• Can you help me be a game leader Sunday night?
  • Can I sign up your family to walk in the CROP walk?
  • Can I help you with transportation?
  • I hear you like to ___________(local ball team, ski, sail, kayak, fish), wanna go sometime?

    Works about 25% of the time in my estimation. The other 75%?  Maybe they're just not ready yet, and that has to be okay with us.

Just be aware of what THEIR "asks" may be of you.

What's going on in their life right now? What are their needs, hurts, concerns, joys, scheduling issues? Do they have transportation needs, clothing needs, childcare needs? What faith issues are keeping them away?  etc.

They often feel judged or embarrassed. Some are even hostile. Approach them covered in fruit not judgment! (the fruit love, joy, peace, patience, kindness, generosity, faithfulness, gentleness, and self-control).

And be equipped to care and respond...
Can't tell you the number of times I've poked my nose into a non-attending family only to discover dysfunction and real pain, and they weren't always welcoming. It can be sad, which is another reason we probably don't want to do it. And sometimes you discover that it was YOUR attendance that they needed, not theirs.

Don't lose heart. Instead, be steadfast. It may take months or years for someone to feel part of your church's community. And we're not called to "win people for Christ." they are already his --the sheep of his pasture, remember?

We're merely the assistant shepherds.

Looking forward to your thoughts...


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That's the provocative title of church futurist and growth guru, Pastor Carey Nieuwhof's August 6, 2021 blog post.

In it, he analyzes the current pandemic and attendance situation in the church, reminds us of pre-existing statistical trends, and explains why we have a natural nostalgia for the past (which can cripple our future). His "nostalgia" observations alone are worth the read.

His article in brief:

  • Things aren't normal and won't be for a very long time.
  • Focusing your resources on facility-based gatherings may leave you doing nothing well.
  • Thinking about "the past" doesn't make you panic like thinking about the future, which is why people yearn for the past.

Some of my reactions and applications:

  • "Normal" in the church wasn't usually that great anyway.
  • Teaching the Bible to kids doesn't have to be "in-church" but it does have to be "teaching" and not just "gathering."
  • "Creative people don't panic about the future, they get busy tackling it." As teachers, we are "agents of change" like Jesus is --not Guardians of the Old Order.
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The United Methodist Church's "Ministry Matters" online magazine has published an article with numerous links to other articles dealing with "the attendance question" --how churches are preparing and changing.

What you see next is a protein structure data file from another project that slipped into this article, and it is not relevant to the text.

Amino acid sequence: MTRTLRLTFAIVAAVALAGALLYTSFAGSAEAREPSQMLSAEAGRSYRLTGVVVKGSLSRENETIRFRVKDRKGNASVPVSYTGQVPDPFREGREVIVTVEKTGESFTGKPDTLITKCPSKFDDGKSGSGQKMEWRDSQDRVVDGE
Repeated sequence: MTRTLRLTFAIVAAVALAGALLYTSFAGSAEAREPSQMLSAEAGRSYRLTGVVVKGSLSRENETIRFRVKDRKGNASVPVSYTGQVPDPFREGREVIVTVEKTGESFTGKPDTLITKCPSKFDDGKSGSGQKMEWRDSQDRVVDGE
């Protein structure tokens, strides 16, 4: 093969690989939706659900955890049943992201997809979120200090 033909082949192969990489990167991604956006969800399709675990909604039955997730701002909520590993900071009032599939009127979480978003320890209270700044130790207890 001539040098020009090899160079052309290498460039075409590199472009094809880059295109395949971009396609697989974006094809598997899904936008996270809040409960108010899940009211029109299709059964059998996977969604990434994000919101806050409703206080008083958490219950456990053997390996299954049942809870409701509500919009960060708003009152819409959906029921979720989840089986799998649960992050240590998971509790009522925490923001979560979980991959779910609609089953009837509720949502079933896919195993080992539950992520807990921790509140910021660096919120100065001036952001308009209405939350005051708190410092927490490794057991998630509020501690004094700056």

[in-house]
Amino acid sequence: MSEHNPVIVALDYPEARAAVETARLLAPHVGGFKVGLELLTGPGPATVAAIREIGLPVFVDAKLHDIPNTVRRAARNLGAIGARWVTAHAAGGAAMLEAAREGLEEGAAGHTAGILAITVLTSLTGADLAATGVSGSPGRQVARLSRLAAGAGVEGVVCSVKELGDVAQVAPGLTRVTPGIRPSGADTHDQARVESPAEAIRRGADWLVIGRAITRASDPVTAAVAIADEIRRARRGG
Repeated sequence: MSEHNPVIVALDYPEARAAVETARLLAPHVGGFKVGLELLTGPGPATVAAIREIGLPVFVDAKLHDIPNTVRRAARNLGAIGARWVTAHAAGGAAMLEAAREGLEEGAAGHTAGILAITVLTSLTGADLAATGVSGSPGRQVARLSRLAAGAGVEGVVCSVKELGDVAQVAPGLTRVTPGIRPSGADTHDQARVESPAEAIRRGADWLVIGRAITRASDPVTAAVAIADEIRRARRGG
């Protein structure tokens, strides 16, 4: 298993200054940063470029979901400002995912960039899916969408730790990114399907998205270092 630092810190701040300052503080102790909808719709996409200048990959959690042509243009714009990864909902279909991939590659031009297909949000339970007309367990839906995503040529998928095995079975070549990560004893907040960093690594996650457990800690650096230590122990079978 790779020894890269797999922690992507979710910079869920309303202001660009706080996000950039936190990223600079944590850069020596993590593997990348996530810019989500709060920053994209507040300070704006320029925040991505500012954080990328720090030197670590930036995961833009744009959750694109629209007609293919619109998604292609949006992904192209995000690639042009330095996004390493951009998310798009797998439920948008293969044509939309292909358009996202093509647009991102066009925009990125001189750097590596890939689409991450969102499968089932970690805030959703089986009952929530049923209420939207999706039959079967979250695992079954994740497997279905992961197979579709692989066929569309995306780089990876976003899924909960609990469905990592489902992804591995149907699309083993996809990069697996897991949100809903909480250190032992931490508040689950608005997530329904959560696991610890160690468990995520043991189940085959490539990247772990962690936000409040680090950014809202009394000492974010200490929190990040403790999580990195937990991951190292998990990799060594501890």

Here's a quote from the article:

The answer to the anxious question for leaders--Will the people return to the sanctuary?--is necessarily delayed until the delta surge burns out. However, before the surge, anecdotal observations registered alarm concerning low worship attendance in June and July (which applies to in-person or a hybrid online environment). It’s summer, with vacations as a factor, but the challenge for the return is still obvious.


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Are they coming back ?

Pastor Carey Nieuwhof provocatively suggests we focus on those who DO come back rather than worry about those who don't.  (Fall 2021)

Gallup: Church Attendance in 2021
compared to previous years

Gallup Quote: The pandemic's effect on Americans' practice of their religion has been significant. Church membership in 2020 fell to its lowest point in more than eight decades of Gallup's tracking, and overall religious service attendance (the combined percentage in-person and virtual) also reached an all-time low. The latest data show that even as in-person attendance has increased with fewer closures and capacity limitations, overall attendance remains lower in 2021 than in 2019. As Americans gradually resume their pre-pandemic lives, their participation in religious services may increase further. But as the trend shows, attendance has generally been declining over the past two decades, so a full rebound to what it was two years ago (in 2019) may not occur.

Gallup Religions and Church Statistics from the first half of 2021

as reported in Christianity Today

Who are the people who are not attending, not joining, or not coming back?

  • Many Americans don’t see it necessary to join a church in order to attend services regularly
  • Older Christians are Just as likely to be nonmembers as younger ones
  • 1 in 10 church attenders are non-members
  • Non-attenders are largely NOT agnostic or atheists. What many are is anti-institutional.

How and with whom do you communicate what's going on in Sunday School?